What Happens When Parents Can't (or Don't) Pay for College in Full
1. Ask Your Parents Early
Don't wait until your senior year. Start by asking early if your parents are able or willing to contribute financially to your education. If they say yes, you need to know how much they're willing to offer, either in a dollar amount or percentage of the total cost. Even though this conversation may feel uncomfortable, it's important to know how much support they can provide. The earlier you have this conversation, the better, because it will give you more time to figure out how to afford college.
"My parents sat me down toward the end of sophomore year and told me they wouldn't pay for a four-year degree," said Gwen Merz, a 26-year-old IT Specialist, recalling a conversation she had with them while in high school. "They would cover a two-year community college degree and let me live with them."
In the end, Merz elected to pursue a four-year college, even though she knew it would be entirely her responsibility to foot the bill. Fortunately, the two years' notice gave Merz plenty of time to prepare by applying for scholarships, earning college credits in high school and even joining the military. She graduated debt free from the University of Western Illinois in 2013 with about $10,000 in savings.
2. Consider Community or In-State College
Although she declined her parents' offer, Merz still used community college as a way to start earning credits before she even graduated from high school. "My parents would pay for dual credit courses through the local community college," she said, "so I took as many of those as possible and graduated from high school with 23 college credits. I also only took ones that would transfer to my university."
Merz said she saved roughly $7,000 on tuition costs with this tactic and entered college as a second semester freshman. Taking Advanced Placement or International Baccalaureate classes in high school can yield similar results.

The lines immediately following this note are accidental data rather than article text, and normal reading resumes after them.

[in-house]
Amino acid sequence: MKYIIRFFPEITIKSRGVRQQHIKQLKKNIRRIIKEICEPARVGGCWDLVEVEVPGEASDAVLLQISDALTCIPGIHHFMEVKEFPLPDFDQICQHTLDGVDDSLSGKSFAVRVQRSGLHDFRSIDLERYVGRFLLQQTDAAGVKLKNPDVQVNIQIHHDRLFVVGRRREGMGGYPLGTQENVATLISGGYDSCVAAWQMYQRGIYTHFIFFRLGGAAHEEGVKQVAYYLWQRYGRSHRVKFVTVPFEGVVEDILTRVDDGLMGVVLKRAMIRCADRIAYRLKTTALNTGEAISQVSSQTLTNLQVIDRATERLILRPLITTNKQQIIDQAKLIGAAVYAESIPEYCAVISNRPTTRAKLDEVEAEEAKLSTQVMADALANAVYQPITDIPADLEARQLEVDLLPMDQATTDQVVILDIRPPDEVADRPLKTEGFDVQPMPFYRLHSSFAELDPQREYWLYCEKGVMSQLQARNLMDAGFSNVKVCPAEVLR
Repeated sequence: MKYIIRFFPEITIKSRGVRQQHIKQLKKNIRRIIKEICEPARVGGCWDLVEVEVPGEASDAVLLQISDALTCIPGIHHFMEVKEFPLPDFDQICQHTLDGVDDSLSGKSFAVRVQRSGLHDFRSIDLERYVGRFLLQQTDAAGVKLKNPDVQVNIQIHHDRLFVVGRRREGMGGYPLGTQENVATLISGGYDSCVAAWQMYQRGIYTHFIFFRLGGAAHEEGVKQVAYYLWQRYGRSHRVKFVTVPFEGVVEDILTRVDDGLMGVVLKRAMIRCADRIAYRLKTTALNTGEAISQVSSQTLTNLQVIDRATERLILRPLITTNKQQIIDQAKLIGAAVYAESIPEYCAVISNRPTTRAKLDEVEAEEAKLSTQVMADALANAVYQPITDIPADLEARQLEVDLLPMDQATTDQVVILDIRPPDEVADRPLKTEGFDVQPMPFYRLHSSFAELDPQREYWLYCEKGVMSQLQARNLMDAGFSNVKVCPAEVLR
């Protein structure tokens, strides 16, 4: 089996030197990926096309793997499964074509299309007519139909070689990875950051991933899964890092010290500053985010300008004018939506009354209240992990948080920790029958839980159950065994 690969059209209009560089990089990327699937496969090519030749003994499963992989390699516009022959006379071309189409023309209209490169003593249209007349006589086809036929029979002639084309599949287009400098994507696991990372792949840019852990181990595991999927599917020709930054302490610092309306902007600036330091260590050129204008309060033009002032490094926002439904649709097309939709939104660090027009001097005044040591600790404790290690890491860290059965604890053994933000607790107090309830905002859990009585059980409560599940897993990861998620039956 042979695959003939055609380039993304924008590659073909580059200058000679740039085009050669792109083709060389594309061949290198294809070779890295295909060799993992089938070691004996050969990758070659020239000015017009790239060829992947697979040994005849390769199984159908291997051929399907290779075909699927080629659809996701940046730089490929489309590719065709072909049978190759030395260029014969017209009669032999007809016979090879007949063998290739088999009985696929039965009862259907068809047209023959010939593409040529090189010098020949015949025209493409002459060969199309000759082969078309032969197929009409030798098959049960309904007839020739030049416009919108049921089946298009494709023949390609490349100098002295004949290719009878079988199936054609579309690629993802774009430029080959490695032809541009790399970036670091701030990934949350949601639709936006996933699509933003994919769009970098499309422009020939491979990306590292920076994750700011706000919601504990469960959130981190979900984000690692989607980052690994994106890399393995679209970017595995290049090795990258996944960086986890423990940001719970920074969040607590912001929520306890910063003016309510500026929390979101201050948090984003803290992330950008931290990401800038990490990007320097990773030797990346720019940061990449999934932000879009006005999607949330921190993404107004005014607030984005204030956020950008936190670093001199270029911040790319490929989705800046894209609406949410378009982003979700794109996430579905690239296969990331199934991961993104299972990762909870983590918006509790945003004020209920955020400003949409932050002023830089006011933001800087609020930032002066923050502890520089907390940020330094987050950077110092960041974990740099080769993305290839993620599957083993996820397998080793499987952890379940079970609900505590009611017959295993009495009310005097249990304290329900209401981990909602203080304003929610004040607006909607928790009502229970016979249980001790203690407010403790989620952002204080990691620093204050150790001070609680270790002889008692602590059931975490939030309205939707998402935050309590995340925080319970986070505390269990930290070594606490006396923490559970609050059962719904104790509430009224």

Students who spend their first two years at a community college - especially while living at home - and then transfer to a four-year program can also save thousands, even tens of thousands, of dollars.
In addition, when transferring, the kind of university you attend makes a big difference for your bill. In-state colleges are significantly cheaper than their private and out-of-state counterparts. According to the College Board, the average cost of tuition at an in-state community college in 2016-2017 is $3,520 while tuition at public in-state four-year programs is $9,650 and private four-year schools is $33,480.
3. Apply for All Eligible Scholarships
Merz received a full-ride scholarship for academics and some smaller scholarships throughout her four years. Still, she wishes she'd continued to scout for free money early on, as there were times during her freshman year she ran dangerously low on funds.
"There are so many competitions and contests you can join for easy money. Even $200 scholarships add up quickly when you get several," she said. Merz had a friend receive money from a competition to create the best prom dress out of duct tape.
Scholarships can be based on a variety of factors, including academic performance - like Merz's full-ride - special interests, unique backgrounds or a particular skill set. Sometimes the funds will cover the costs of your tuition bill, but may not be applied to books, supplies or living expenses. Other times you may get a one-time cash award to put toward any education expense.